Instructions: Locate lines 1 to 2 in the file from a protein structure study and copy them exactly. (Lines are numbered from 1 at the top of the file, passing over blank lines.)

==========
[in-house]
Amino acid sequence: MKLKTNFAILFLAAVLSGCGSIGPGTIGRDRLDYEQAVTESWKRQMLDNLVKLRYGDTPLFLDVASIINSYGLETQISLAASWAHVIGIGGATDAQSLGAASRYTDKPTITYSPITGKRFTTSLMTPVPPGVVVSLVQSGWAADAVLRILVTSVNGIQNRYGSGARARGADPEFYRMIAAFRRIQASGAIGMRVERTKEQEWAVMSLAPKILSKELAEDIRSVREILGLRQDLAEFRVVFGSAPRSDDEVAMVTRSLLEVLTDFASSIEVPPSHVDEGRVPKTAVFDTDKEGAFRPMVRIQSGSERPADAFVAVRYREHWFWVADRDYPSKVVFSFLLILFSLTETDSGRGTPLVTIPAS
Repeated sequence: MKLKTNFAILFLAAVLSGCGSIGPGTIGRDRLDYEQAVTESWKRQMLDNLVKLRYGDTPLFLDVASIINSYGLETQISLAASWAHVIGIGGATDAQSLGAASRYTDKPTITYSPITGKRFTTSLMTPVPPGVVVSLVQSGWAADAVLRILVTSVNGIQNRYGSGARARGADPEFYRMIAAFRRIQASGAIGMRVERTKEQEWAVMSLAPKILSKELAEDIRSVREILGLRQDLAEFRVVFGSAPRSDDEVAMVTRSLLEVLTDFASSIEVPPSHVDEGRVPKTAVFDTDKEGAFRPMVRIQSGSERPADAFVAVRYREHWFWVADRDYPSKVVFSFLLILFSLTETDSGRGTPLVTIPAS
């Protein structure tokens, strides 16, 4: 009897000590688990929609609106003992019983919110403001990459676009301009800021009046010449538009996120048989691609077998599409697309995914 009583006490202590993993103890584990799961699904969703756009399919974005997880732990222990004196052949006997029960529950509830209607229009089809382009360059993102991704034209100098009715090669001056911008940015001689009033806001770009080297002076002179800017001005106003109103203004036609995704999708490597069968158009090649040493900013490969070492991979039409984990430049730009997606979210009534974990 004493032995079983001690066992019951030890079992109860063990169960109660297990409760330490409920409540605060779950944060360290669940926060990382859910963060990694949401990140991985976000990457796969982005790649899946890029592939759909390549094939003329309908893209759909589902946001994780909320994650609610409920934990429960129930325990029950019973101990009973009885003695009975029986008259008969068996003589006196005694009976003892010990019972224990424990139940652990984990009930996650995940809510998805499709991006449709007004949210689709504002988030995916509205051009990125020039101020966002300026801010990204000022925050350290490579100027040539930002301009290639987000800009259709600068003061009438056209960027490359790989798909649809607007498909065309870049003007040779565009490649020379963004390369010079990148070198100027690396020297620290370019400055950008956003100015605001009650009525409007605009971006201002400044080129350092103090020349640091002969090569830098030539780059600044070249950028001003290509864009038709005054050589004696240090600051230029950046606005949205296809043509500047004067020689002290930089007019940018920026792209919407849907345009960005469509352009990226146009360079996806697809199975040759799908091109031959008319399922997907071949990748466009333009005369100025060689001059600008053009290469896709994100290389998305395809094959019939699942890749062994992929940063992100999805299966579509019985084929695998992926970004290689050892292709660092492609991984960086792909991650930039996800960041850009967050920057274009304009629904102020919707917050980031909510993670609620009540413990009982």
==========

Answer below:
[in-house]
Amino acid sequence: MKLKTNFAILFLAAVLSGCGSIGPGTIGRDRLDYEQAVTESWKRQMLDNLVKLRYGDTPLFLDVASIINSYGLETQISLAASWAHVIGIGGATDAQSLGAASRYTDKPTITYSPITGKRFTTSLMTPVPPGVVVSLVQSGWAADAVLRILVTSVNGIQNRYGSGARARGADPEFYRMIAAFRRIQASGAIGMRVERTKEQEWAVMSLAPKILSKELAEDIRSVREILGLRQDLAEFRVVFGSAPRSDDEVAMVTRSLLEVLTDFASSIEVPPSHVDEGRVPKTAVFDTDKEGAFRPMVRIQSGSERPADAFVAVRYREHWFWVADRDYPSKVVFSFLLILFSLTETDSGRGTPLVTIPAS